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Schools must get children to enjoy education

Harmon Killebrew, one of the most respected baseball players of the 1960s, tells the story of how his father used to play with him and his brother in their garden when they were young. His mother would come out and say, “You’re tearing up the grass”; “We’re not raising grass,” his father would reply. “We’re raising boys”.

by Tim Middelton


The mother’s attitude (“Keep off the grass”) may well be an appropriate picture of what happens in schools today, where it would often appear that educationists are the modern spoilsports, stick-in-the-muds, killjoys who hamper children’s development by almost deliberately making education a miserable, mechanical, dull, boring, grinding experience, where getting through the curriculum and getting results are the only things that matter. We think that because education is a serious business it must not and cannot be enjoyed.

The way that we view sport highlights this. A recent newspaper report criticised a soccer player for embracing and smiling at an opponent after he had just lost.  The argument is that you cannot enjoy sport if you do not win. Such a view though is utterly superficial and narrow. We can enjoy a closely-fought defeat — we can enjoy the challenge, the experience, the lessons gained. It is not surprising therefore that many children give up sport after they leave school as they have been used and even abused for the sake of the school’s reputation, based on results, instead of enjoying the sport.

A school must be a place of enjoyment, where classes are full of joy, where homework, clubs, break-times, lunch-times, boarding, sport are all full of joy, joy in the sense of a deep, lasting, contentment; a relaxed, positive peace; a full, bursting delight.  We must help pupils find enjoyment in the challenge, newness, opportunity, security, activity in education. “Focus on the journey, not the destination. Joy is found not in finishing an activity but in doing it.” [Greg Anderson] Enjoyment is what we should be creating, not the result — the result will follow naturally.

A school should be a place of enjoyment but not a place of amusement — again, we need Es not As.  A teacher is not there to tell jokes, do tricks, show videos, to amuse and entertain pupils — he is there to help pupils enjoy their subject and indeed life.  Education is more than amusement. Some accept a poor imitation of joy, called “happiness”.  Fun and happiness are froth that disappear rapidly and bring no great refreshment or benefit.  Entertainment is superficial — enjoyment is genuine. It is not jokes but joy that is to be shared.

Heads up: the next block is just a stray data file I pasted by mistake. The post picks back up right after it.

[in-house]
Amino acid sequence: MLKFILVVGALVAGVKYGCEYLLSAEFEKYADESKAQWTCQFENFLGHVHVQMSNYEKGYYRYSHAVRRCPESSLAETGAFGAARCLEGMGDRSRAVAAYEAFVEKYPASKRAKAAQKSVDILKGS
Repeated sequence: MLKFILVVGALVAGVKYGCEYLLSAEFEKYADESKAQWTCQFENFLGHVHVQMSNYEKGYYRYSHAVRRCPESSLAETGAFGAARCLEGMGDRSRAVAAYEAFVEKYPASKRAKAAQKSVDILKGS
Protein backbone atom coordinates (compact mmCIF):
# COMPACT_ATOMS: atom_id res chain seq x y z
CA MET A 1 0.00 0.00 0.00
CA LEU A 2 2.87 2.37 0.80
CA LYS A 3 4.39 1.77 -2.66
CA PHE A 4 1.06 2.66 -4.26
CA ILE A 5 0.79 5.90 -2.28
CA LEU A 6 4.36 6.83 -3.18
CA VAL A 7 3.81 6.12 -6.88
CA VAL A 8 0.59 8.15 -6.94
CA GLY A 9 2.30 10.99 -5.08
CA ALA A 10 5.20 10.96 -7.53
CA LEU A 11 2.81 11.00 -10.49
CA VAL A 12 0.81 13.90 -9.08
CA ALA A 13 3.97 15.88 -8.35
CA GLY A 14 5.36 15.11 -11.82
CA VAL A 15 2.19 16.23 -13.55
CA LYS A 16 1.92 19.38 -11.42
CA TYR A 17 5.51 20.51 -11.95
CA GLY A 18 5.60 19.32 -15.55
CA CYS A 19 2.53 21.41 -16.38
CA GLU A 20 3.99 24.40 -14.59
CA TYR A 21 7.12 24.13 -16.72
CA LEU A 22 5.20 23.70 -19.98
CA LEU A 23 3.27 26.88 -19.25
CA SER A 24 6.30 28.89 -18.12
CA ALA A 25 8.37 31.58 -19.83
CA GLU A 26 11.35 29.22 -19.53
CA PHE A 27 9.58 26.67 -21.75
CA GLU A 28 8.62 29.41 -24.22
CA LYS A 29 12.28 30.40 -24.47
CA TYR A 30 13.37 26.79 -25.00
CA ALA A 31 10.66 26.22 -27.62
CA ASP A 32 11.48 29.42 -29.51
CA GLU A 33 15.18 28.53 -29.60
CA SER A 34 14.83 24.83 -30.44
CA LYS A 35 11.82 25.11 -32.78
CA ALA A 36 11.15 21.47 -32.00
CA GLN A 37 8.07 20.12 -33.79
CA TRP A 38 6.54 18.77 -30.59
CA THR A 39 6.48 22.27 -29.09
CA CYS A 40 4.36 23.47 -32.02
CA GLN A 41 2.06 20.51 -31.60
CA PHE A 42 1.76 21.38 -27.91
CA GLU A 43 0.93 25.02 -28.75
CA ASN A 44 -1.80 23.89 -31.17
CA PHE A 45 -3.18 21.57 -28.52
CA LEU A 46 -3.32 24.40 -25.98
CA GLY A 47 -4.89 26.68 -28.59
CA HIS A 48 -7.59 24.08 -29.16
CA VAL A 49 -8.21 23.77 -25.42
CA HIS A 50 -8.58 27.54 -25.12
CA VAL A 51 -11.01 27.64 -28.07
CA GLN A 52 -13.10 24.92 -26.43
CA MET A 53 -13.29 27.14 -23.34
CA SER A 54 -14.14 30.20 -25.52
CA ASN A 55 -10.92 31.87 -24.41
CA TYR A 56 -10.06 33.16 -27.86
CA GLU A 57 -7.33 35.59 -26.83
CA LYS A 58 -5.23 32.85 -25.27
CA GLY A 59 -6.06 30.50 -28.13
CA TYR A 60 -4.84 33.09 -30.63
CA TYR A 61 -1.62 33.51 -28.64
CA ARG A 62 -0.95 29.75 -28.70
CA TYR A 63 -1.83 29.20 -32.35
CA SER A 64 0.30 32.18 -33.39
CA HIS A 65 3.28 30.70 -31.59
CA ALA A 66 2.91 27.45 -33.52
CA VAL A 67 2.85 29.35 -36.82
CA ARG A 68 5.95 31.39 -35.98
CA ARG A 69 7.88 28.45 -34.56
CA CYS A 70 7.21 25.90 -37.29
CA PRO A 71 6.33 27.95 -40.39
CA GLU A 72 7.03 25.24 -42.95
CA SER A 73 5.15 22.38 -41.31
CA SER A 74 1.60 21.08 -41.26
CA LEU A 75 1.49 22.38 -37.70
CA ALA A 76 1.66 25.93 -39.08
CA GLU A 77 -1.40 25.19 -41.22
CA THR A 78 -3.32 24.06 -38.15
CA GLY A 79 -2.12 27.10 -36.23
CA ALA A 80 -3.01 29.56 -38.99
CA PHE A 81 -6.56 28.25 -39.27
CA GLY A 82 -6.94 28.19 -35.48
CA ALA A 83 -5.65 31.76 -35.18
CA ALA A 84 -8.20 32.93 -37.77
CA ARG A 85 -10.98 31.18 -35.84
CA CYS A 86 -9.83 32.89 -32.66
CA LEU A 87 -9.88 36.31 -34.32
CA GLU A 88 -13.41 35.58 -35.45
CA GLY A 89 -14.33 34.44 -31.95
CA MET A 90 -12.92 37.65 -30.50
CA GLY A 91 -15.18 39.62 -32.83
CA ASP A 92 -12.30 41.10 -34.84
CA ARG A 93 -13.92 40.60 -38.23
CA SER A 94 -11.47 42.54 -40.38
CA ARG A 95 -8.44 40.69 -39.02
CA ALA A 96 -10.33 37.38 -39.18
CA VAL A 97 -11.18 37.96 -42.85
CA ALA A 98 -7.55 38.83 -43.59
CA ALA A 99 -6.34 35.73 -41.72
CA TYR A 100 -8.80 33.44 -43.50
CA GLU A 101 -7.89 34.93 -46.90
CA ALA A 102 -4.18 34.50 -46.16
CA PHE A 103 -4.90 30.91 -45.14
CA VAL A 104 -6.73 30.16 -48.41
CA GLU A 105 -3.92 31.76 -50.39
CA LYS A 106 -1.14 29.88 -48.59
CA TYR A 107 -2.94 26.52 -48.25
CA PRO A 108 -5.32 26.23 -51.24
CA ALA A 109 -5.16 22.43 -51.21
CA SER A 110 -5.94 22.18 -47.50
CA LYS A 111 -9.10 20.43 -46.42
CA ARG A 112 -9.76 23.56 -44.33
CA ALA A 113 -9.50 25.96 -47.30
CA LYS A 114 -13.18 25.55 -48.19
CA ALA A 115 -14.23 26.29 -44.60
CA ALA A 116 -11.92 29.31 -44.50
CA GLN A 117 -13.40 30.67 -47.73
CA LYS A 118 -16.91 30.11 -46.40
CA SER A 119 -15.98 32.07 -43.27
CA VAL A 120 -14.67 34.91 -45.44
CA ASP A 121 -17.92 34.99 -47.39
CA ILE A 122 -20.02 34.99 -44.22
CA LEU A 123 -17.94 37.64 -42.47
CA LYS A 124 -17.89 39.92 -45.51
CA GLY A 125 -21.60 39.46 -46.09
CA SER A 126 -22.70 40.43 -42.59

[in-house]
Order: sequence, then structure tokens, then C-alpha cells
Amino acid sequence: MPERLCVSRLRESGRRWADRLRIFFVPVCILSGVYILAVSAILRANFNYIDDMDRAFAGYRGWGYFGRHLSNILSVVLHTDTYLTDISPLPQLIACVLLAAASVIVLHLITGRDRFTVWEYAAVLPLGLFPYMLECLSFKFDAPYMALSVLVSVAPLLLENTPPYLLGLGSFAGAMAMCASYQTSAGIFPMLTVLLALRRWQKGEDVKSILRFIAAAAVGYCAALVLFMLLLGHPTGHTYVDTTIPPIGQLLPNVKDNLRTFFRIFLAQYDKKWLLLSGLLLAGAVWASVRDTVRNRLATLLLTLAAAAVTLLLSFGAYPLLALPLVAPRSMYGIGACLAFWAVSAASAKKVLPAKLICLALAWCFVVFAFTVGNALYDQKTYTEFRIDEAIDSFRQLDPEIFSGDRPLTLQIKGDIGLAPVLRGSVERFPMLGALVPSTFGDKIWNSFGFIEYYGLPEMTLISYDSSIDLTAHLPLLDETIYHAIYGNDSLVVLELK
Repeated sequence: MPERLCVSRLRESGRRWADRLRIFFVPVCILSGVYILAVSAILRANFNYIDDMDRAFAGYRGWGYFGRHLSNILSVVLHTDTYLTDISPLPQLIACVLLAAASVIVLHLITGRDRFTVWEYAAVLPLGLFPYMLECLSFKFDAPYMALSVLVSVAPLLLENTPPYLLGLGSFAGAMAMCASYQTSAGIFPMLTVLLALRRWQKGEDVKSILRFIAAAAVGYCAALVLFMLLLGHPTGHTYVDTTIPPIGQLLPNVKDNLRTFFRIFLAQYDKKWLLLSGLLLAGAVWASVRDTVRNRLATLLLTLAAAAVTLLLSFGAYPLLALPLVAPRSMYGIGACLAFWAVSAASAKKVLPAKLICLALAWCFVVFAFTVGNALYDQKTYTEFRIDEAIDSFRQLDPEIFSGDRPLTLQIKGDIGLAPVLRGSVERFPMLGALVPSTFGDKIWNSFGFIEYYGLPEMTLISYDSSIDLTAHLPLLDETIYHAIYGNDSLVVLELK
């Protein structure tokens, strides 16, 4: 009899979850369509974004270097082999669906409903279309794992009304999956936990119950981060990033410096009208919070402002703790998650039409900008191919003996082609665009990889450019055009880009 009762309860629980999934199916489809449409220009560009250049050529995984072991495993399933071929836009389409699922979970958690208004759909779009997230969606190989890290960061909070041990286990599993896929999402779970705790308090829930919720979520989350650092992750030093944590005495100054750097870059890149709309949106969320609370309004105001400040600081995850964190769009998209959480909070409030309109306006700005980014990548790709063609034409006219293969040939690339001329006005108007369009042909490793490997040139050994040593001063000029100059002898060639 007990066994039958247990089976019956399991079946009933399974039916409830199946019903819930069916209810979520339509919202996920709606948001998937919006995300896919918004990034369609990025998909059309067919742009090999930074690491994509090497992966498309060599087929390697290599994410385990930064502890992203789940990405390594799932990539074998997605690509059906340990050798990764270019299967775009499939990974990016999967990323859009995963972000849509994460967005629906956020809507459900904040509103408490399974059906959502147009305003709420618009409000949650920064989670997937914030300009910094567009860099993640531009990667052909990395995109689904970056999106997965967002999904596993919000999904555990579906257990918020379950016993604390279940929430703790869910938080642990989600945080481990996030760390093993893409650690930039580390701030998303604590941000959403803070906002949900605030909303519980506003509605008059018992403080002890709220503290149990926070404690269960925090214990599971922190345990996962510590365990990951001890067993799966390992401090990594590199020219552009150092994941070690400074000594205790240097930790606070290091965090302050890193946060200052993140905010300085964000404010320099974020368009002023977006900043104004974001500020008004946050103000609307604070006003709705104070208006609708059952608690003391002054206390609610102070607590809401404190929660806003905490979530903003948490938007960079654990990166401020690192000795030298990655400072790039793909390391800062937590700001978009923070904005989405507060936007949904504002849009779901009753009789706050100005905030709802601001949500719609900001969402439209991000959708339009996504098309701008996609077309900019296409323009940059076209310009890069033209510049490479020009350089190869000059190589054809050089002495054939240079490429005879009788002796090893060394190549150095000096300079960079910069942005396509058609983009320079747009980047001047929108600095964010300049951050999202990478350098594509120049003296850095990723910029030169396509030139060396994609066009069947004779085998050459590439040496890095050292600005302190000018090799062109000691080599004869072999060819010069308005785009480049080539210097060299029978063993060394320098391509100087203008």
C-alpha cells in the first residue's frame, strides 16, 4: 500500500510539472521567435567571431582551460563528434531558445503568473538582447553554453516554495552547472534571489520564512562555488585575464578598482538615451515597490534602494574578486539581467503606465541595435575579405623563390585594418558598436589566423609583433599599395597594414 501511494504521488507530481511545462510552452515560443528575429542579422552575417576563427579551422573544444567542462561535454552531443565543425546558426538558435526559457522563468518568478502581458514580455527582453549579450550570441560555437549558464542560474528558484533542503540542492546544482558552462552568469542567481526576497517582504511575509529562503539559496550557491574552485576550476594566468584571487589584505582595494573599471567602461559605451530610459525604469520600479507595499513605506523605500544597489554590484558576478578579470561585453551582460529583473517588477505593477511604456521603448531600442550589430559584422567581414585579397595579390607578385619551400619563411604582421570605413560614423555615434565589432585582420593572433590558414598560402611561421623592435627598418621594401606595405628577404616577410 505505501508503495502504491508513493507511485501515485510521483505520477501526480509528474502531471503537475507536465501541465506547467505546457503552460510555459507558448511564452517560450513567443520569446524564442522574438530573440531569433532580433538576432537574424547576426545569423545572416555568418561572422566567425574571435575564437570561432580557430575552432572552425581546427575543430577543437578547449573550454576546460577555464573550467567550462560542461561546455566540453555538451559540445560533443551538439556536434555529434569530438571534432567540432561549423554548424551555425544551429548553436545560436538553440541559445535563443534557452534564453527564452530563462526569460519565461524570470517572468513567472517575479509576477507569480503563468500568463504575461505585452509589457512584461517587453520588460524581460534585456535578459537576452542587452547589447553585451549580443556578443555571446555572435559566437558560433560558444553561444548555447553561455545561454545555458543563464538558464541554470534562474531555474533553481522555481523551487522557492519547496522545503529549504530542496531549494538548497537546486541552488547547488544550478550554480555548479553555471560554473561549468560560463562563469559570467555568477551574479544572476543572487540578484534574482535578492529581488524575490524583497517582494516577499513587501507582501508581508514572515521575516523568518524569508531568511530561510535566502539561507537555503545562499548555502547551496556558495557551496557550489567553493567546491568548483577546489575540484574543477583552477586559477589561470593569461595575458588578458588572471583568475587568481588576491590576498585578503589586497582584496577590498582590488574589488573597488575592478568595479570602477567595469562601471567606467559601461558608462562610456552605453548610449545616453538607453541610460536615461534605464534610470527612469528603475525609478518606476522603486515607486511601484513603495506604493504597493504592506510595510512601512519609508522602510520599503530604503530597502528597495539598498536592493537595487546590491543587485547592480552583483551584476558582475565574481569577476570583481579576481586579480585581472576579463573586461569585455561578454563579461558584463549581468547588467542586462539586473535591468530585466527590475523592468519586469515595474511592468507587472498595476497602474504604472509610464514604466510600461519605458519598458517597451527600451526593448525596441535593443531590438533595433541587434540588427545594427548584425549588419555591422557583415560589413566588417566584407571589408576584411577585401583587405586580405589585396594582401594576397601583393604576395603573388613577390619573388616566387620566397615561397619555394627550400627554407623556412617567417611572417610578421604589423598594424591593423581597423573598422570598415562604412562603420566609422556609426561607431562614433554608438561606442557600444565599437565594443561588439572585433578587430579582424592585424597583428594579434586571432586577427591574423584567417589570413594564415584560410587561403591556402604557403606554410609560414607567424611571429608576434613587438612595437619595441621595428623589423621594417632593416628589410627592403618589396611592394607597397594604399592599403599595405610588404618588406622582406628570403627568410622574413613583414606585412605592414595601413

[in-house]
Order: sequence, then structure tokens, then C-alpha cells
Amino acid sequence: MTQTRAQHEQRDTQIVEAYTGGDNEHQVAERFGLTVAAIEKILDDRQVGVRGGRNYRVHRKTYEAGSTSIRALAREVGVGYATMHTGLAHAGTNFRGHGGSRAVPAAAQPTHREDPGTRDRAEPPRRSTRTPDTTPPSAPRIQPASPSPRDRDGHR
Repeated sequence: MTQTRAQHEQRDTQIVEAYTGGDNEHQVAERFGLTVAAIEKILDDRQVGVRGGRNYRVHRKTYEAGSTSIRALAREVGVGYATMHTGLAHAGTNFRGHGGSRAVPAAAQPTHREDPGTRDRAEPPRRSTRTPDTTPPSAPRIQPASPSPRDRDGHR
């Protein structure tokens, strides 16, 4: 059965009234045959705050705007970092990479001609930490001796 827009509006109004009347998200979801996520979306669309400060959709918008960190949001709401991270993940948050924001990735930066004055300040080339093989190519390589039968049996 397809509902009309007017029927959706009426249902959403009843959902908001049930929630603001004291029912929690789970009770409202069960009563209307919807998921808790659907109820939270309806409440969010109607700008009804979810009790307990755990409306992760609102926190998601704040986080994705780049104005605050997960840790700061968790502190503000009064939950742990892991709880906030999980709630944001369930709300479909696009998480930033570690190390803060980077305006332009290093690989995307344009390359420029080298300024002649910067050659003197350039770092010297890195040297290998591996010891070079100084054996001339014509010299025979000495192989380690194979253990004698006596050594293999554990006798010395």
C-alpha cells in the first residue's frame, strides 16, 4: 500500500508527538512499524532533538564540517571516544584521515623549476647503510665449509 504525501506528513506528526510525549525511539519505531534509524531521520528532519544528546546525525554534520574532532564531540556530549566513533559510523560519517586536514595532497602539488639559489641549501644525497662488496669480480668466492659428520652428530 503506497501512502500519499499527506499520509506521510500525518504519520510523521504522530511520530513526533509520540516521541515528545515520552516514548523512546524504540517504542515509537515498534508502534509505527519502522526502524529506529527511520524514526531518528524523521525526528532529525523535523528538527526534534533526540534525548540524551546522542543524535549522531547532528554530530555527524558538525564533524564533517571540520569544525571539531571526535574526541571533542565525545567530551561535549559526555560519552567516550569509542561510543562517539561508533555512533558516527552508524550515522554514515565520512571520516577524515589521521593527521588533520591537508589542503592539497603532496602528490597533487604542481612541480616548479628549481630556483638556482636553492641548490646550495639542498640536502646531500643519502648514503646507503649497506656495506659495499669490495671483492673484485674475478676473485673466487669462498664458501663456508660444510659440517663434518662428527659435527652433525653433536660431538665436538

A wonderfully vivacious preacher was known for his catchphrase “what a joy”.  Even the smallest of events could elicit a very genuine cry of “what a joy!” His life, in truth, was one of real joy, wonderful joy.  There are many people in our world though who are specialists in “yoj” — they turn “joy” backwards.  We might say they “delight in yoj” but it would be wrong to say they “delight” in it — they delight in nothing.  Similarly, the media are only interested in bad news while films promote bleak, dark, draining violence, horror and disaster.  People have forgotten how to enjoy themselves and that we are meant to enjoy ourselves.  Instead of laughing at themselves they blame and sue others. We must teach children to enjoy life and learning. We must infect youngsters with joy.

A school must be a place of enjoyment, if for no other reason than the fact that a child who enjoys school and learning is far more likely to work hard.  Indeed, the “success” of a school should be measured not so much by trophies and academic results but by the enjoyment of pupils; as Maria Montessori, the founder of the Montessori schools, put it, “One test of the correctness of educational procedure is the happiness of the child.” A child who enjoys school will do well. Dale Carnegie, the famous entrepreneur, declared, “You never achieve real success unless you like what you are doing.” Wayne Gretzky, the Canadian ice hockey player, shared that “The only way a kid is going to practise is if it’s total fun for him… and it was for me.” Steffi Graf, the multiple tennis Grand Slam winner, shared the same view: “As long as I can focus on enjoying what I’m doing, having fun, I know I’ll play well.” The clear and strong implication, therefore, is that if a child does not enjoy her education she will not be “successful”. The role of schools and of parents must be to bring enjoyment into the learning process. We will raise much better children if we understand this. Our name must be lovejoy, not killjoy — we are raising children, not reputations.

Tim Middleton is the executive director of the Association of Trust Schools and author of the book on “failure” called Failing to Win.

email: ceo@atschisz.co.zw
website: www.atschisz.co.zw

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